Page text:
HEROES of Afghanistan were yesterday honoured at a medals parade.
The soldiers, from 132 Battery (The Bengal Rocket Troop), 39 Regiment Royal Artillery, have spent six months on the front line in Afghanistan.
Now back in the North East, family and friends proudly watched as they received their operational service medals.
“I am so proud of them all,” said Victoria Ford, whose partner Bombardier Gareth Stubbs was among the 70 officers and soldiers presented with the medal by 1st Artillery Brigade Commander, Colonel Fitzgerald.
Bdr Stubbs, 36, of Sunderland, has been in the army since he was 16 and is due to return to the front line next April.
Fortunately, he will be home for the birth of their first child in October.
“The timing has worked out really well,” said Victoria, 37, a police sergeant. “Gareth will be in England when the baby is born, and he is very excited.”
The 132 Battery had been in Helmand Province, Afghanistan, since last October, providing fire support for 11 Light Brigade on Operation Herrick 11.
Soldiers were split between working in headquarters and manning two hi-tech rocket launcher sites which protect British troops on the ground.
Karl Sutton, of Seaton Sluice, Northumberland, was proudly watching oldest son, Lance Bombardier Mark Sutton, receive his medal yesterday.
It was the 22-year-old’s third tour of duty since joining the army at 16 - and now his younger brother has followed in his footsteps and signed up as well.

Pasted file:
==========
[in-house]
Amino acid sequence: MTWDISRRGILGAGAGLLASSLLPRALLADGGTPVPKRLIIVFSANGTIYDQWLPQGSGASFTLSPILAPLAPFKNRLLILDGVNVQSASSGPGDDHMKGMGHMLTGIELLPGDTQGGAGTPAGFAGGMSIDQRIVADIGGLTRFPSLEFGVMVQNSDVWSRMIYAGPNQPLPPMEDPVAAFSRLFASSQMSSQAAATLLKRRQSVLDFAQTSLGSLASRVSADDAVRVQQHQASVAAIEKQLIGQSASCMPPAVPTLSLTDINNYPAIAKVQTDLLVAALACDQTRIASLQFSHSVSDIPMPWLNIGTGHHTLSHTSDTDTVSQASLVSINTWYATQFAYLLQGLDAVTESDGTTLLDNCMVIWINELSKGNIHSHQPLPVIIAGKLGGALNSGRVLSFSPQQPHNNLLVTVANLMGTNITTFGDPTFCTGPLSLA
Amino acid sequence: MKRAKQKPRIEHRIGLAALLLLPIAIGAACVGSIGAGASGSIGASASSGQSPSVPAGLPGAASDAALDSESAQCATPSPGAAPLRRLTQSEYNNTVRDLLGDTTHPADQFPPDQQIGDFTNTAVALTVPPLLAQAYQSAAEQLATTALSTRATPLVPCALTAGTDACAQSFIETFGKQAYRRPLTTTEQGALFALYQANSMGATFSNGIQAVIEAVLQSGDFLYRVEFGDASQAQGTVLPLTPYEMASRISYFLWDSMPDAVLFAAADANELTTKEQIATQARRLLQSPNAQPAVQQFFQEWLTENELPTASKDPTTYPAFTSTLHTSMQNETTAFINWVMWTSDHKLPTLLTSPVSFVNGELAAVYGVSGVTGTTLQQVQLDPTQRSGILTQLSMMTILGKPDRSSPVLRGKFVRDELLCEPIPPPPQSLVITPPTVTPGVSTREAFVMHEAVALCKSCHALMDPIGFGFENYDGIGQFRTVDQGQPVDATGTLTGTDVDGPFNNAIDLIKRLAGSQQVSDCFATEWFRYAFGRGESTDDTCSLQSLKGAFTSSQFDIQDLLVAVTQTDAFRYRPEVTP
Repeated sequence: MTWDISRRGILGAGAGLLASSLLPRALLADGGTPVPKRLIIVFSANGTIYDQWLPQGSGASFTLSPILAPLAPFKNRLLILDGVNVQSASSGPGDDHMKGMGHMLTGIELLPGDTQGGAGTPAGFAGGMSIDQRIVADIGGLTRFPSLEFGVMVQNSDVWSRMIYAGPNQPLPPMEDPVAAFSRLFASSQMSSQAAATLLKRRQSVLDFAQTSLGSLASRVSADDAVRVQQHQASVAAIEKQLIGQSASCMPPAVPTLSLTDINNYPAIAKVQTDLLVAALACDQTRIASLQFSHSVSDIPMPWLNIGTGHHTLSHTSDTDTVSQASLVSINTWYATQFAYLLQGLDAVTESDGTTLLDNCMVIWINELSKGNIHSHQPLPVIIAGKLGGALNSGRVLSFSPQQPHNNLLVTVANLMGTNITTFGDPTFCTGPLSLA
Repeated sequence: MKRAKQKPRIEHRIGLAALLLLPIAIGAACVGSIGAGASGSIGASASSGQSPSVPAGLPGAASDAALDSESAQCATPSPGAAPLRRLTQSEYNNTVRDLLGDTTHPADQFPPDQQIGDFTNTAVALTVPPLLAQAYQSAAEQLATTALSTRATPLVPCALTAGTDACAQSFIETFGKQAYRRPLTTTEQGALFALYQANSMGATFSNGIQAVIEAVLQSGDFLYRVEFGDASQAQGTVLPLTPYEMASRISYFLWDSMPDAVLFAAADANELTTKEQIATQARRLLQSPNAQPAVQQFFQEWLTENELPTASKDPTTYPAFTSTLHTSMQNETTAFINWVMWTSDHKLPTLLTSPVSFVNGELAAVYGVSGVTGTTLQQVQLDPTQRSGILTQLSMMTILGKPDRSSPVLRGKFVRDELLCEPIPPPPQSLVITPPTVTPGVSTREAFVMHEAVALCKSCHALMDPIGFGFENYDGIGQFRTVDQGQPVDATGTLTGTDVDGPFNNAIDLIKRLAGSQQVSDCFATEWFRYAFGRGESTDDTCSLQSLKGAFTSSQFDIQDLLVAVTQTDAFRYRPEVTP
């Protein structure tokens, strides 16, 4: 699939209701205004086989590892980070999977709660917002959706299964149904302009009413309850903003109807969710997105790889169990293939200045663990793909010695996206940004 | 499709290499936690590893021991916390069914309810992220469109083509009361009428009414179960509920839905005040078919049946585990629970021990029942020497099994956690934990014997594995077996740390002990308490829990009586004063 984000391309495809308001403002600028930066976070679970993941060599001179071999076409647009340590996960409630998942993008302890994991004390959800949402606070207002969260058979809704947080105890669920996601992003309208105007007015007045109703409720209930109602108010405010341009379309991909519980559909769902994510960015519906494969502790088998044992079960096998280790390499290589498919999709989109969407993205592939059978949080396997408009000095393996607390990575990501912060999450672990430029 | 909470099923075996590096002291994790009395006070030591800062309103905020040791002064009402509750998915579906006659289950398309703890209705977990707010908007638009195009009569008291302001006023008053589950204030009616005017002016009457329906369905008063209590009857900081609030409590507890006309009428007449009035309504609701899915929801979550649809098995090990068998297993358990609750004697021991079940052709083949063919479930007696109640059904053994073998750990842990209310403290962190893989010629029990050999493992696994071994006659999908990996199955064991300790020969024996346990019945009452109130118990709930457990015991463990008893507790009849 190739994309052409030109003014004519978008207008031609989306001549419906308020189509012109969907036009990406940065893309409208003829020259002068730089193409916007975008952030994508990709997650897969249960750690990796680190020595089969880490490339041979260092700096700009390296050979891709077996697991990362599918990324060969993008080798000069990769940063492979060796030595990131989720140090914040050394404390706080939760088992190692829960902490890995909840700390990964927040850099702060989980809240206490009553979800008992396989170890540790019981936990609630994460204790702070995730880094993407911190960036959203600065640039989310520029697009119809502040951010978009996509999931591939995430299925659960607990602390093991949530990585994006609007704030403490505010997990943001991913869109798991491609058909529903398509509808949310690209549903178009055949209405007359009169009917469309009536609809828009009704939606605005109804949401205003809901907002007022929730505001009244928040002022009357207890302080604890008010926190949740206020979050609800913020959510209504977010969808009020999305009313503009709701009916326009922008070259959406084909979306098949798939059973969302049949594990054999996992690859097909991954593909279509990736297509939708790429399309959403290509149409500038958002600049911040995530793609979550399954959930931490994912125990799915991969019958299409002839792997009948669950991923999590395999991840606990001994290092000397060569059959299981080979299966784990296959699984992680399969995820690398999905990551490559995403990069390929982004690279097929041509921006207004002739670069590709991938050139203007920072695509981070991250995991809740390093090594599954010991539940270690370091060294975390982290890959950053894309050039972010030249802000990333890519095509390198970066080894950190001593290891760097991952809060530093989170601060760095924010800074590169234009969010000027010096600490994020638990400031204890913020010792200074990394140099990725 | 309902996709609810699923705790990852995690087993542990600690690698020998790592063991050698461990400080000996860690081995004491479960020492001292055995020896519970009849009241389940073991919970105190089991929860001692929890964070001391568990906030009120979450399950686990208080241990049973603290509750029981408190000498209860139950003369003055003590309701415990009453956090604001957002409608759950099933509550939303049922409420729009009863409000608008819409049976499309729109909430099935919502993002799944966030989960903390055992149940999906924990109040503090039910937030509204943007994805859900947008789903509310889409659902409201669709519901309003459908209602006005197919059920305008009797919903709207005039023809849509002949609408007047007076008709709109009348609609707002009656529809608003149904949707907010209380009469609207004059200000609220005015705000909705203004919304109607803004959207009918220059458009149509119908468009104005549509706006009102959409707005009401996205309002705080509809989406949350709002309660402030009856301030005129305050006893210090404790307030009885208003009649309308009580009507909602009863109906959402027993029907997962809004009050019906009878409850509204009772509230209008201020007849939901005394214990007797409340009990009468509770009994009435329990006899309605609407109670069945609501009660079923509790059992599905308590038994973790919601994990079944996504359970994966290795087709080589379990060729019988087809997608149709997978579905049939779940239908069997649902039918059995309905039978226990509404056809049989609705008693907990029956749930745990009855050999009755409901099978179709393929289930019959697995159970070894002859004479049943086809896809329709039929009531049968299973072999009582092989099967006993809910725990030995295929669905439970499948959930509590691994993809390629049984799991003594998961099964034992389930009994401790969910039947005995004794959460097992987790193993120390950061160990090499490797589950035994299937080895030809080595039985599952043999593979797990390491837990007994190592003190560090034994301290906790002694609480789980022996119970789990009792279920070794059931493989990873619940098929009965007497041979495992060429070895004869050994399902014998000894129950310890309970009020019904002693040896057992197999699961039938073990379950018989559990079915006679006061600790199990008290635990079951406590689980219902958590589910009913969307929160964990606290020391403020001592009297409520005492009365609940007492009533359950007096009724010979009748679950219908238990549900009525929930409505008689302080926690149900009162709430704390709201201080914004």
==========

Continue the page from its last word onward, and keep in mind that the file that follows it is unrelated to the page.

“I am very proud of my lads, and all the soldiers,” said Karl, 42. “In September, Mark will be away again, and his brother will be out at the same time.
“I’ve told my youngest son he isn’t allowed to join the army as well - I don’t think I can cope.”
Lce Bdr Sutton’s girlfriend, Joanne Oliver, 22, was also watching the parade. “Mark being away somewhere so dangerous is something you never quite get used to,” she said. “We always worry but we are also very proud of him.”
Commanding Officer Colonel Paul Tombleson said: “The character of the campaign in Afghanistan is changing. “Previous deployments have had to fire more frequently, in order to put the insurgency on the back foot.
“Now, we are in a situation where we are focussing on the population of Afghanistan. The artillery have to be incredibly restrained in when we deliver fire.
“The challenge is to be ready, because when situations arise it is no less urgent. The artillery play a very important role.”
The gunners have been replaced by soldiers from the Regiment’s 176 (Abu Klea) Battery.
British troops are part of the 37-nation strong NATO International Assistance Force (ISAF), in Afghanistan to establish the secure environment necessary for reconstruction and development.